May 29, 2013

Making “star salt” for the Noble Lady

Posted in Creative Fire, Netjeru at 7:04 pm by

I swear, I do not go out of my way to look for really obscure Gods. The Names I already honor must be spreading rumors about me; either that, or I have a psychic door open somewhere.

Anyway, a couple of months ago I had one of those moments when I wake up with a Thing in my head. Last time it was the Phoenician Bast Oracle. This time it was something called “star salt.” What it was, I had no idea, but I had to make it. But first, I wanted to figure out where it was coming from. And after a combination of Twenty Questions with the Bast Oracle and some internet research, I finally narrowed it down. It was Opet-Nut.

The who? Nut at least is well known as the Goddess of the starry night sky, She who raises Ra into the sky in one myth, and in another swallows Him at dusk and gives birth to Him at dawn. Opet (aka Ipet; listed under Ipy at Henadology) is a hippopotamus-formed Goddess rather like Taweret. She was associated with protection and birth, and like other maternal Goddesses She was depicted nursing the King. She also has astral connections, being one of the Kemetic constellations. Her temple at Karnak, which was located in the Amun precinct near the Khonsu temple, featured a myth in which Amun dies as Wesir and is reborn through Opet-Nut as Khonsu (Arnold, 166). So yes, Opet-Nut is a traditional syncretization, although a very late one (Ptolemaic). Edward at Henadology cites a spell from the Leyden Papyrus that pairs Nut as “mother of water” with Opet as “mother of fire,” which is also a very interesting conjunction of the two. (Though as a hippopotamus Goddess She would seem to be watery, Opet’s attributes included candles or torches and incense offerings; thus fire.)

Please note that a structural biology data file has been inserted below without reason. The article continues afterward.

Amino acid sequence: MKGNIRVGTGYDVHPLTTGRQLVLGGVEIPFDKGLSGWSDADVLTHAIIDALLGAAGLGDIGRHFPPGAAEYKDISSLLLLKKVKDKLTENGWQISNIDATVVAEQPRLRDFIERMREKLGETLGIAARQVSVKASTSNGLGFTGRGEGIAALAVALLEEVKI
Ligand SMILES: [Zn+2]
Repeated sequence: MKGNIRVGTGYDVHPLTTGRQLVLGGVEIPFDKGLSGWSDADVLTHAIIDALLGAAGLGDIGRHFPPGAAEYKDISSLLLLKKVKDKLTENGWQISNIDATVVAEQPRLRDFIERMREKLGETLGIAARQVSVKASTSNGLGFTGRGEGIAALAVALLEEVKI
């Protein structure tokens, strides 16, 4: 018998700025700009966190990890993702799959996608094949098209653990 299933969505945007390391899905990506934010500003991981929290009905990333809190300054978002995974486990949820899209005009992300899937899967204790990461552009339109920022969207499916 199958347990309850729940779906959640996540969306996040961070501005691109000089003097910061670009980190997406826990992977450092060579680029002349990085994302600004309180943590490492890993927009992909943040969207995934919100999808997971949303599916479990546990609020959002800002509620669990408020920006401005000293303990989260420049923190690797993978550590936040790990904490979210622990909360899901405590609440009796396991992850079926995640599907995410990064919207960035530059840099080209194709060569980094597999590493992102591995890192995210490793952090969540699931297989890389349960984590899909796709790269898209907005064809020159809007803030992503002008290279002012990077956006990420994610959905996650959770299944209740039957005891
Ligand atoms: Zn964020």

I did make the “star salt,” which ultimately consisted of salt, opalescent glitter, frangipani essential oil, powdered rose incense, and a pinch of natron “to make it brighter.” I offered it to Opet-Nut, then sprinkled it around and in my bed, and fell asleep embraced by the love of the Lady of Magical Protection.

Dua Opet-Nut!

 

 
References

Aly Abdalla, “The Cenotaph of the Sekwaskhet Family from Saqqara,” The Journal of Egyptian Archaeology 78 (1992) 93-111. Stable URL: http://www.jstor.org/stable/3822067

Dieter Arnold, The Encylopedia of Ancient Egyptian Architecture (Princeton, NJ: Princeton University Press, 2003).

Edward Butler, “Ipy,” at Henadology. http://henadology.wordpress.com/theology/netjeru/ipy/

Jimmy Dunn/Jim Fox, “The Temple Opet (Ipet, Apet),” at Touregypt.net. http://www.touregypt.net/featurestories/opettemple.htm

Robert K. Rittner, “O. Gardiner 363: A Spell against Night Terrors,” JARCE 27 (1990), 25-41. Stable URL: http://www.jstor.org/stable/40000071

Richard H. Wilkinson, The Complete Gods and Goddesses of Ancient Egypt (New York: Thames & Hudson, 2003), 184.

RSS feed for comments on this post · TrackBack URL

Leave a Comment